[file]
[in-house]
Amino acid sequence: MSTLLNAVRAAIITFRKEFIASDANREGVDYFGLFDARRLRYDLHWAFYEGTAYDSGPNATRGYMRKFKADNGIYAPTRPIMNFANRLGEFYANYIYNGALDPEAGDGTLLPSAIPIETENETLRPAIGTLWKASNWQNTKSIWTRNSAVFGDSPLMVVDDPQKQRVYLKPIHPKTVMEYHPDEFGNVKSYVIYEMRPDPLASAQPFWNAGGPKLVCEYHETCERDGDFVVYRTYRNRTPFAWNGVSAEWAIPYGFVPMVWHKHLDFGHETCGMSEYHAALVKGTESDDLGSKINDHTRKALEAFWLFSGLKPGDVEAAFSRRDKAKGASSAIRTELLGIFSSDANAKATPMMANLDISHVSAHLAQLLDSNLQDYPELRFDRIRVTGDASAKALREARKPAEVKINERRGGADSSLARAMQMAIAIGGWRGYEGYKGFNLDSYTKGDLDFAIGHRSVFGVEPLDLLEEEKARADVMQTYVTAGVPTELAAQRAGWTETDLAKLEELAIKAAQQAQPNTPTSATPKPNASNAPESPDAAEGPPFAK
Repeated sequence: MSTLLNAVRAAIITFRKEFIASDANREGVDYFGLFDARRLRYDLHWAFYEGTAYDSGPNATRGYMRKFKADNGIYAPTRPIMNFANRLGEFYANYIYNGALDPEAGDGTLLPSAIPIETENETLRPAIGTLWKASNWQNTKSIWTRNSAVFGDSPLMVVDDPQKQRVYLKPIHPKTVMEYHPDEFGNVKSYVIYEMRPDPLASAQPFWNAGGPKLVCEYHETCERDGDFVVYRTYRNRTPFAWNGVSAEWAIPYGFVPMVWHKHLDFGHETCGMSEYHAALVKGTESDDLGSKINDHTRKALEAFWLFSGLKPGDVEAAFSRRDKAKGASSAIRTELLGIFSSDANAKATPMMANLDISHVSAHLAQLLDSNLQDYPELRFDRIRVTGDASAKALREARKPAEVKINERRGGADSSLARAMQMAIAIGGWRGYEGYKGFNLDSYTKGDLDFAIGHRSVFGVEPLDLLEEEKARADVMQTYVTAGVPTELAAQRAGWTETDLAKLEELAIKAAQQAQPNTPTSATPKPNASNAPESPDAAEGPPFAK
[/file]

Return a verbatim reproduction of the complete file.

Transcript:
[in-house]
Amino acid sequence: MSTLLNAVRAAIITFRKEFIASDANREGVDYFGLFDARRLRYDLHWAFYEGTAYDSGPNATRGYMRKFKADNGIYAPTRPIMNFANRLGEFYANYIYNGALDPEAGDGTLLPSAIPIETENETLRPAIGTLWKASNWQNTKSIWTRNSAVFGDSPLMVVDDPQKQRVYLKPIHPKTVMEYHPDEFGNVKSYVIYEMRPDPLASAQPFWNAGGPKLVCEYHETCERDGDFVVYRTYRNRTPFAWNGVSAEWAIPYGFVPMVWHKHLDFGHETCGMSEYHAALVKGTESDDLGSKINDHTRKALEAFWLFSGLKPGDVEAAFSRRDKAKGASSAIRTELLGIFSSDANAKATPMMANLDISHVSAHLAQLLDSNLQDYPELRFDRIRVTGDASAKALREARKPAEVKINERRGGADSSLARAMQMAIAIGGWRGYEGYKGFNLDSYTKGDLDFAIGHRSVFGVEPLDLLEEEKARADVMQTYVTAGVPTELAAQRAGWTETDLAKLEELAIKAAQQAQPNTPTSATPKPNASNAPESPDAAEGPPFAK
Repeated sequence: MSTLLNAVRAAIITFRKEFIASDANREGVDYFGLFDARRLRYDLHWAFYEGTAYDSGPNATRGYMRKFKADNGIYAPTRPIMNFANRLGEFYANYIYNGALDPEAGDGTLLPSAIPIETENETLRPAIGTLWKASNWQNTKSIWTRNSAVFGDSPLMVVDDPQKQRVYLKPIHPKTVMEYHPDEFGNVKSYVIYEMRPDPLASAQPFWNAGGPKLVCEYHETCERDGDFVVYRTYRNRTPFAWNGVSAEWAIPYGFVPMVWHKHLDFGHETCGMSEYHAALVKGTESDDLGSKINDHTRKALEAFWLFSGLKPGDVEAAFSRRDKAKGASSAIRTELLGIFSSDANAKATPMMANLDISHVSAHLAQLLDSNLQDYPELRFDRIRVTGDASAKALREARKPAEVKINERRGGADSSLARAMQMAIAIGGWRGYEGYKGFNLDSYTKGDLDFAIGHRSVFGVEPLDLLEEEKARADVMQTYVTAGVPTELAAQRAGWTETDLAKLEELAIKAAQQAQPNTPTSATPKPNASNAPESPDAAEGPPFAK